General Characteristics of Viruses

Viruses are infectious agents with both living and nonliving characteristics. They can infect animals, plants, and even other microorganisms. Viruses that infect only bacteria are called bacteriophage and those that infect only fungi are termed mycophage.

1. Living characteristics of viruses

a. They reproduce at a fantastic rate, but only in living host cells.

b. They can mutate.

2. Nonliving characteristics of viruses

a. They are acellular, that is, they contain no cytoplasm or cellular organelles.

b. They carry out no metabolism on their own and must replicate using the host cell's metabolic machinery. In other words, viruses don't grow and divide. Instead, new viral components are synthesized and assembled within the infected host cell.

c. They possess DNA or RNA but never both.

3. Criteria used to define a virus

a. They contain only one type of nucleic acid: DNA or RNA, but not both.

b. They are totally dependent on a host cell for replication. (They are strict intracellular parasites.)

c. Viral components must assemble into complete viruses (virions) to go from one host cell to another.

4. Laboratory cultivation of viruses

Since viruses lack metabolic machinery of their own and are totally dependent on their host cell for replication, they cannot be grown in synthetic culture media. Animal viruses are normally grown in animals, embryonated eggs, or in cell cultures where in animal host cells are grown in a synthetic medium and the viruses are then grown in these cells.

Size and Shapes of Viruses

1. Size

Viruses are usually much smaller than bacteria and are submicroscopic. Most range in size from 5 to 300 nanometers (nm), although some Paramyxoviruses can be up to 14,000nm long.

2. Shapes

a. Helical viruses consist of nucleic acid surrounded by a hollow protein cylinder or capsid and possessing a helical structure

b. Polyhedral viruses consist of nucleic acid surrounded by a polyhedral (many-sided) shell or capsid, usually in the form of an icosahedron

c. Enveloped viruses consist of nucleic acid surrounded by either a helical or polyhedral core and covered by an envelope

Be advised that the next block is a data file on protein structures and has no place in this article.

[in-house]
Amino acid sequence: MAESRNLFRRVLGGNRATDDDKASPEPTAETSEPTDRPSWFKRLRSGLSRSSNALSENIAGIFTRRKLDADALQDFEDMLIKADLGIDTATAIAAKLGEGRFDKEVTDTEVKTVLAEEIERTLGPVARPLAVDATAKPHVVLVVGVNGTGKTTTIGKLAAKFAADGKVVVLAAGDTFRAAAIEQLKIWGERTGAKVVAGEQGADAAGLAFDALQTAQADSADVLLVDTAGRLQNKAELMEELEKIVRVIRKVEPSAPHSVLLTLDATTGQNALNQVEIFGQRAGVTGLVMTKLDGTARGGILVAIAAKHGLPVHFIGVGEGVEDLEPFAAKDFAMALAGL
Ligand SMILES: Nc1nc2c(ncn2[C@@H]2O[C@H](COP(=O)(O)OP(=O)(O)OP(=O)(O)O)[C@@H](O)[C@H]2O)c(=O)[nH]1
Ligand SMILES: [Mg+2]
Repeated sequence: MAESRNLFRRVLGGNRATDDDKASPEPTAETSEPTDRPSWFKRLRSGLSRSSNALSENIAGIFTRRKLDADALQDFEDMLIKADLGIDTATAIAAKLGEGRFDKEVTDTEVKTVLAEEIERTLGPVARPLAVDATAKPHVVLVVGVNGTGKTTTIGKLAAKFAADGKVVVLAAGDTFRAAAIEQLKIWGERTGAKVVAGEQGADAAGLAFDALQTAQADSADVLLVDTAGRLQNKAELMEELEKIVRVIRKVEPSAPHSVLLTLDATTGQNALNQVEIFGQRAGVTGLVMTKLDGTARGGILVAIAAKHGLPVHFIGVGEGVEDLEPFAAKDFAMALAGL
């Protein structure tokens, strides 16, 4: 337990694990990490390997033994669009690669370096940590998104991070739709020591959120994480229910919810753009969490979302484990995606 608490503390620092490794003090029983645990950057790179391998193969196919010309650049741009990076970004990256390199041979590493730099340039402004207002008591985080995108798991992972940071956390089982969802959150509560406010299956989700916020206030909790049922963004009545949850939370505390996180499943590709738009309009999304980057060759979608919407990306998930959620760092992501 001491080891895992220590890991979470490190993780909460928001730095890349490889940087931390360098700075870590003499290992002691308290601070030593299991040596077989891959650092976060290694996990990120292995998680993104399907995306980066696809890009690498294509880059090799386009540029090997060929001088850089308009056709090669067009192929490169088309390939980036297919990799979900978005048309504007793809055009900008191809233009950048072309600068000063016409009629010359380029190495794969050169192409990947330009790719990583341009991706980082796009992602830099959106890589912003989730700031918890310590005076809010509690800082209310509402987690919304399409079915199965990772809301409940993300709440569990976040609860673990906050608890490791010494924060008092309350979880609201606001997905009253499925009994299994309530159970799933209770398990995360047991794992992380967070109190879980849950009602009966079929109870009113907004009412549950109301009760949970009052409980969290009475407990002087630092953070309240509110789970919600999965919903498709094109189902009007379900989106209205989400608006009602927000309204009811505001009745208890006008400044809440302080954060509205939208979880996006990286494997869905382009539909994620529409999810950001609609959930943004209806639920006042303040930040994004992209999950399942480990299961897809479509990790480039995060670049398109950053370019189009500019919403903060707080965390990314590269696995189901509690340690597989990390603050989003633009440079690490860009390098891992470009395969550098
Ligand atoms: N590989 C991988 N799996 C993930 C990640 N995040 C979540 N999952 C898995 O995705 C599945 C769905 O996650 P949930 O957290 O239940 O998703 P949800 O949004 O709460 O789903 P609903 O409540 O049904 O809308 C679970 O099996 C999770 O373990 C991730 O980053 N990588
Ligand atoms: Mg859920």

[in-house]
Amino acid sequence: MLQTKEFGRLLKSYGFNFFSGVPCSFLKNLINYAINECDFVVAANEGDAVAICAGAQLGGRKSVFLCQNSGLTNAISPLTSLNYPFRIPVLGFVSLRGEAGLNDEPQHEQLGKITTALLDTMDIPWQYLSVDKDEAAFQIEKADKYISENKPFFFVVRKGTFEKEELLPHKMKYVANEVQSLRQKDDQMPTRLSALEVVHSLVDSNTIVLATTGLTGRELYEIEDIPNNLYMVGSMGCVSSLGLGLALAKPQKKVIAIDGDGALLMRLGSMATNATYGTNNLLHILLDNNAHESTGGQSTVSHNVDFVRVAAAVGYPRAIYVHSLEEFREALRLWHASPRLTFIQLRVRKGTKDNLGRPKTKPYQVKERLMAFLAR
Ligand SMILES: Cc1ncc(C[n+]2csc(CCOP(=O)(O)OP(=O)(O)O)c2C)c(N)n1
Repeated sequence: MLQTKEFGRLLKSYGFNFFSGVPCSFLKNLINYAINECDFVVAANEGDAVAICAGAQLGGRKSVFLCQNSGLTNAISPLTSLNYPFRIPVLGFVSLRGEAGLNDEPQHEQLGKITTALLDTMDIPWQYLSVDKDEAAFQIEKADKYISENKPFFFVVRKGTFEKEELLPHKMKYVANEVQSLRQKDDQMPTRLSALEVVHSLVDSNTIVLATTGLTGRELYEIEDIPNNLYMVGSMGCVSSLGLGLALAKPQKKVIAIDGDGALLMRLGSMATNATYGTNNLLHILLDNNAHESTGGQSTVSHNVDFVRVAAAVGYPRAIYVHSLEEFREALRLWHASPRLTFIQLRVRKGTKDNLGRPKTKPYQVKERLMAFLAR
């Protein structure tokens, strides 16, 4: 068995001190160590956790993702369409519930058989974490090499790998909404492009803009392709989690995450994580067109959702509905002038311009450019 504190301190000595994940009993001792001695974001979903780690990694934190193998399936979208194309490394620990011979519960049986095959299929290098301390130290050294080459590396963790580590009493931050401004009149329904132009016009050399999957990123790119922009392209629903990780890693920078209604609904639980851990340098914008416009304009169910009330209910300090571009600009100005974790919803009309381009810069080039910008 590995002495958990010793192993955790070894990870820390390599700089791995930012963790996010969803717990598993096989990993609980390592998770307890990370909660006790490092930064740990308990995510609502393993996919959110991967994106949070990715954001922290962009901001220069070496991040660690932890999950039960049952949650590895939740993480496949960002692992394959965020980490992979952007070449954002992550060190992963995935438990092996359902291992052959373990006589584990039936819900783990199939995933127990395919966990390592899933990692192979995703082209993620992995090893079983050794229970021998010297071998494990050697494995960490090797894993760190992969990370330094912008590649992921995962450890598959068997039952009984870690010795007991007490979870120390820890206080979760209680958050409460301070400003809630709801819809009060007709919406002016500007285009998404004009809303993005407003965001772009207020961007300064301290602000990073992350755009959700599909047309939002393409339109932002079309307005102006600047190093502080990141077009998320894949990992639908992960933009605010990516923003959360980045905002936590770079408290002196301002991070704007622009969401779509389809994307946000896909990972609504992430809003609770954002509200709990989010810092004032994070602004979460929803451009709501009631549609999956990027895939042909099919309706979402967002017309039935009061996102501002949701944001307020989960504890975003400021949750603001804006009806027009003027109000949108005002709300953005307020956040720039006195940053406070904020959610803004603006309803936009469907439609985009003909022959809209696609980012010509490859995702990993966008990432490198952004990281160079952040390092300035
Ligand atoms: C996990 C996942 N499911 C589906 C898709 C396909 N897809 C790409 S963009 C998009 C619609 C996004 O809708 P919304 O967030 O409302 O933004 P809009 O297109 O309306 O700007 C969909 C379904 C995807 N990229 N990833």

d. Binal (complex) viruses have neither helical nor polyhedral forms, are pleomorphic (irregular shaped), or have complex structures

Viral Structure

Since viruses are not cells, they are structurally much more simple than bacteria. An intact infectious viral particle is called a virion and consists of:

1. A genome: the viral genome is a single or segmented, circular or linear molecule of nucleic acid functioning as the genetic material of the virus. It can be single-stranded or double-stranded DNA or RNA (but never both), and codes for the synthesis of viral components and viral enzymes for replication.

2. A capsid: the capsid, or core, is a protein shell surrounding the genome and is usually composed of protein subunits called capsomeres. The capsid serves to protect and introduce the genome into host cells. Some viruses consist of no more than a genome surrounded by a capsid and are called nucleocapsid or naked viruses.

3. An envelope: most animal viruses also have an envelope surrounding a polyhedral or helical nucleocapsid, in which case they are called enveloped viruses. The envelope is composed of phospholipids and glycoprotein and for most viruses, is derived from host cell membranes by a process called budding. The envelope may come from the host cell's nuclear membrane, vacuolar membranes (packaged by the Golgi apparatus), or outer cytoplasmic membrane.

Although the envelope is usually of host cell origin, the virus does incorporate proteins of its own, often appearing as glycoprotein spikes, into the envelope. These glycoprotein spikes function in attaching the virus to receptors on susceptible host cells. In order to protect against infection, one of the things the body must initially do is detect the presence of microorganisms. The body does this by recognizing molecules unique to microorganisms that are not associated with human cells.

Bacteriophages are viruses that only infect bacteria. Some bacteriophages are structurally much more complex than typical nucleocapsid or enveloped viruses and may possess a unique tail structure composed of a base plate, tail fibers, and a contractile sheath. Other bacteriophages, however, are simple icosahedrals or helical